January 29, 2010
Don DeLillo can say anything better than me. A passage about movie car crashes:
“I see these car crashes as part of a long tradition of American optimism. They are positive events, full of the “can-do” spirit. Each car crash is meant to be better than the last…The movie breaks away from complicated human passions to show us something elemental, something fiery and loud and head-on…It’s a celebration. A reaffirmation of traditional values and beliefs.” (White Noise, p. 217-19)
This is very abridged. White Noise is the best book ever. Read it.
I can’t pretend I had a lifelong goal to see monster trucks. In fact, the reason I decided to go was because I poo-pooed them. I was elitist. But I realized there was probably a visceral, primitive joy to be had watching big things get crushed by bigger things. Why deny myself such pleasure?
Here’s the most valuable lesson I learned: monster trucks fail too. Sometimes you fall over, unable to rise without the assistance of a bulldozer. Sometimes you have to let others lift you up, and you have to brush it off and come back ready to try again.
Of course, I’m over-intellectualizing. Honestly, monster trucks (don’t hate me) are kind of lame. At least they are when they’re in a venue too small for their monstrosity. All the trucks did was wheelies over the same four groups of cars. Not so exciting the sixteenth time. You can only be so crushed before you are the essence of crush. There is no more crush to be had.
There was also something uncomfortably American about the whole experience. I am proud to be American. To have arrived on this earth at the end of the 20th century in America is not a bad gig. I have options, movement, opinions. I’m fascinated by our history. I think it’s all pretty fantastic.
Yet I don’t identify with the need to shout out the military, police, and firefighters before crushing things (and why don’t we call out teachers, doctors, NGO volunteers?) Why is it necessary to sing “The Star-Spangled Banner” before mass destruction? We don’t sing the national anthem before a theatrical performance. Maybe this is why we liberal theatre-attending elitist types are considered somehow unpatriotic.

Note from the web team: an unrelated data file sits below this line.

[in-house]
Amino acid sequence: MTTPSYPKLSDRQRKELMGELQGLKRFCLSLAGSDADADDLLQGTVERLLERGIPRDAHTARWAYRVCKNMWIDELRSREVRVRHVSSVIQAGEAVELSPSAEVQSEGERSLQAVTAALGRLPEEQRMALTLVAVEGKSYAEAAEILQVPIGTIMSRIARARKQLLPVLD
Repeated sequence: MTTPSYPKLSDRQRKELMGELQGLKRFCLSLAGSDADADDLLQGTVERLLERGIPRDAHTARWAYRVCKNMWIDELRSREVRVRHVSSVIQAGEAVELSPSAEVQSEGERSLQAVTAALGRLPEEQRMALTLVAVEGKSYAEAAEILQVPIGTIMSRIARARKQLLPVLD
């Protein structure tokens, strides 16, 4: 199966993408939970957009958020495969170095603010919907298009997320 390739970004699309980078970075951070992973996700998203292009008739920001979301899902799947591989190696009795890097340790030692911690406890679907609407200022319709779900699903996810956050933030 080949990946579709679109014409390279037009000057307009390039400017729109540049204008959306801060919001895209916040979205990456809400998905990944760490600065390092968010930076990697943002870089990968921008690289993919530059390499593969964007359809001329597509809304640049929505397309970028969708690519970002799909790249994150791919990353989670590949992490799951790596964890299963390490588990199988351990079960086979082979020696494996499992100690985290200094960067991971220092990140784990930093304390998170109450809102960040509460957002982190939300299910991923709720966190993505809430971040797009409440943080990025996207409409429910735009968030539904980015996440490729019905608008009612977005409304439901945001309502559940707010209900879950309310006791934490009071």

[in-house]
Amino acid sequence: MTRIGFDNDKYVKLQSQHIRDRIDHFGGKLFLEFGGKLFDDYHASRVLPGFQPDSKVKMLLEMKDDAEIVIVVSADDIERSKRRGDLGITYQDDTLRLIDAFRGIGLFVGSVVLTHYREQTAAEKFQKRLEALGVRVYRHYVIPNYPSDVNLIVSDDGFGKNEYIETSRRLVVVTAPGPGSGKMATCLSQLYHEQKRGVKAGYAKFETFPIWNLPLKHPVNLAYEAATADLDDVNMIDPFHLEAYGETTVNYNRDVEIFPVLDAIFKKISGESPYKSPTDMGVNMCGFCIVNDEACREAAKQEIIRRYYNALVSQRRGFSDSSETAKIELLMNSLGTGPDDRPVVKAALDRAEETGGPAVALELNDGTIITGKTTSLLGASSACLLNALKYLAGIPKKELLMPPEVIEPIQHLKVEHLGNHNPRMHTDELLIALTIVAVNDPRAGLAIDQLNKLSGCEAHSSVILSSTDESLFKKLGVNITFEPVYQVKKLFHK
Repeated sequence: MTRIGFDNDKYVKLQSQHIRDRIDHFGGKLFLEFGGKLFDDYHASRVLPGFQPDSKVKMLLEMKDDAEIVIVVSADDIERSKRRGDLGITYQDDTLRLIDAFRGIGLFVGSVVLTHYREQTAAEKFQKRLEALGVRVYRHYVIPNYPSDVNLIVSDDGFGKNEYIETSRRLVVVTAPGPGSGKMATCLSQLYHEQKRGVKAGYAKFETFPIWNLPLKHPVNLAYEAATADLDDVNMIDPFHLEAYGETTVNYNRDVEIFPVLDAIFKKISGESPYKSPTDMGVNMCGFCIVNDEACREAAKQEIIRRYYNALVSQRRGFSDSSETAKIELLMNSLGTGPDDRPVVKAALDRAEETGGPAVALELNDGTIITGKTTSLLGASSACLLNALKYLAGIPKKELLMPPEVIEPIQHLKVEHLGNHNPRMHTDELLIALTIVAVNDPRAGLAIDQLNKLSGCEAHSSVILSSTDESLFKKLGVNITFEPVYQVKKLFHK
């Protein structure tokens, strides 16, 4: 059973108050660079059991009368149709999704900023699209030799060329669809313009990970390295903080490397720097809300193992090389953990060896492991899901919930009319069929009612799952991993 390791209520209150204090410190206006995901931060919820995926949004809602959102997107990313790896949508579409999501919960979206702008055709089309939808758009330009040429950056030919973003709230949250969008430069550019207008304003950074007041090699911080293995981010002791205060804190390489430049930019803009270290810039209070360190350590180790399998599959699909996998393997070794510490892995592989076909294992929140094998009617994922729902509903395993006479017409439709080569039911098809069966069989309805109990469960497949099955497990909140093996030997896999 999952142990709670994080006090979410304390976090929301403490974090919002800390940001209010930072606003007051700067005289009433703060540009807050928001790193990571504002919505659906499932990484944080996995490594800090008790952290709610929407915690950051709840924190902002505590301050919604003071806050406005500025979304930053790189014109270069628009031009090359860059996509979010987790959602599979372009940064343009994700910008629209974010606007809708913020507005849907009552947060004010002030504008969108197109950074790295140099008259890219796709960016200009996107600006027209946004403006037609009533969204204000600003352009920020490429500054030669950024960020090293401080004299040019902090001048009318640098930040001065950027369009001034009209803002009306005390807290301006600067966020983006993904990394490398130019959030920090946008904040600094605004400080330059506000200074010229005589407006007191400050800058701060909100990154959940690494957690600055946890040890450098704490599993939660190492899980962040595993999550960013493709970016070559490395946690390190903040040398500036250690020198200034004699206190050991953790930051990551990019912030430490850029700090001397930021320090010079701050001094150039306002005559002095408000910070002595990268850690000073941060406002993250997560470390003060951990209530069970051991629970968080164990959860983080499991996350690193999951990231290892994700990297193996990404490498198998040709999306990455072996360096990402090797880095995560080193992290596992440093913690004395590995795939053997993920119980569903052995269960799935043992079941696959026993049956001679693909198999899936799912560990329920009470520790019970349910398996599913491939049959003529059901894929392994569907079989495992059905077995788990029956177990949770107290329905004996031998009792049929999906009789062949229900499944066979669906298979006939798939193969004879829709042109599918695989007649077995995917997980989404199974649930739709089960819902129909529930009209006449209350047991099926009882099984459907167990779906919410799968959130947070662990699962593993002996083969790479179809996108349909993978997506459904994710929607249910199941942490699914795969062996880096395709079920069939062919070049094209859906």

Adding to my discomfort was the blatant consumerism. The MC encouraged the crowd to buy pennants and flags to wave, establishing them as THE craziest fan. You yourself were not enough to be the wildest fanatic. You needed a flag to prove it.
Size does matter – and the bigger you are, the less elegant and nuanced you can be. All you can do is smash, indiscriminately and without art. This is a gross generalization but…monster trucks don’t make a compelling case for might and power embracing the beauty inherent in detail and complexity.
This lack of finesse was exacerbated by the intermission Motorcross show. These dudes fling their bodies off motorcycles midair – hands let go, or legs perpendicular to the bike. They maneuver the bikes in 360 degree flips. Nothing has ever terrified me so much to watch. It requires grace and practice and skill, unlike awkward, cumbersome trucks demolishing junkyard cars. (I think the sense of destruction would have been greater if the cars looked new, fresh, valuable.)
But the pretzel I bought at the concession stand was amazing. And I was in good company. And even if I still kinda look down on monster trucks, at least now I can articulate why.